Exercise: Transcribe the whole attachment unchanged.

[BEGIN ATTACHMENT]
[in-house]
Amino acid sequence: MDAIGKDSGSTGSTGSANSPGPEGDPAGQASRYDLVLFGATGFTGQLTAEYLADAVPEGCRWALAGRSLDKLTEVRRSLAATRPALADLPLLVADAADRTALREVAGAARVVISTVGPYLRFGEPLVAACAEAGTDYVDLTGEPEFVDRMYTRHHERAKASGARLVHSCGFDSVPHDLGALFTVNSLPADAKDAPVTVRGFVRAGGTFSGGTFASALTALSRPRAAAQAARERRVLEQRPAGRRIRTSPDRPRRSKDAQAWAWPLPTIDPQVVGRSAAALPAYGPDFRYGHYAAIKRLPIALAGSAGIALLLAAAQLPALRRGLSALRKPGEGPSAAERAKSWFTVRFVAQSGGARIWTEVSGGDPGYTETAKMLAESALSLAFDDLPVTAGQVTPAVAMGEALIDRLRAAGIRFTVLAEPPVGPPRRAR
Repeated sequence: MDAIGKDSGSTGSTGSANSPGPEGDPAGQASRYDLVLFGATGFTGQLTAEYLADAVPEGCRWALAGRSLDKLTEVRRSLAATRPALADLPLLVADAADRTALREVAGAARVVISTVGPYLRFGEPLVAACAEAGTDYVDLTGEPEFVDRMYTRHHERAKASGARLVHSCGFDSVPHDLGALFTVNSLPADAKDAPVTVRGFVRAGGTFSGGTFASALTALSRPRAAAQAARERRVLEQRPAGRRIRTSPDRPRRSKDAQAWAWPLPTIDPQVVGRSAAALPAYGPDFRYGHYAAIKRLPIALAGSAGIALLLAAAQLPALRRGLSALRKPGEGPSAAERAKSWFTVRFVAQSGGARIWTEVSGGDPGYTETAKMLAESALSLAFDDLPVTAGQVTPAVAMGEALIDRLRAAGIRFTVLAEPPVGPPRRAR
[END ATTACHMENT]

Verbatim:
[in-house]
Amino acid sequence: MDAIGKDSGSTGSTGSANSPGPEGDPAGQASRYDLVLFGATGFTGQLTAEYLADAVPEGCRWALAGRSLDKLTEVRRSLAATRPALADLPLLVADAADRTALREVAGAARVVISTVGPYLRFGEPLVAACAEAGTDYVDLTGEPEFVDRMYTRHHERAKASGARLVHSCGFDSVPHDLGALFTVNSLPADAKDAPVTVRGFVRAGGTFSGGTFASALTALSRPRAAAQAARERRVLEQRPAGRRIRTSPDRPRRSKDAQAWAWPLPTIDPQVVGRSAAALPAYGPDFRYGHYAAIKRLPIALAGSAGIALLLAAAQLPALRRGLSALRKPGEGPSAAERAKSWFTVRFVAQSGGARIWTEVSGGDPGYTETAKMLAESALSLAFDDLPVTAGQVTPAVAMGEALIDRLRAAGIRFTVLAEPPVGPPRRAR
Repeated sequence: MDAIGKDSGSTGSTGSANSPGPEGDPAGQASRYDLVLFGATGFTGQLTAEYLADAVPEGCRWALAGRSLDKLTEVRRSLAATRPALADLPLLVADAADRTALREVAGAARVVISTVGPYLRFGEPLVAACAEAGTDYVDLTGEPEFVDRMYTRHHERAKASGARLVHSCGFDSVPHDLGALFTVNSLPADAKDAPVTVRGFVRAGGTFSGGTFASALTALSRPRAAAQAARERRVLEQRPAGRRIRTSPDRPRRSKDAQAWAWPLPTIDPQVVGRSAAALPAYGPDFRYGHYAAIKRLPIALAGSAGIALLLAAAQLPALRRGLSALRKPGEGPSAAERAKSWFTVRFVAQSGGARIWTEVSGGDPGYTETAKMLAESALSLAFDDLPVTAGQVTPAVAMGEALIDRLRAAGIRFTVLAEPPVGPPRRAR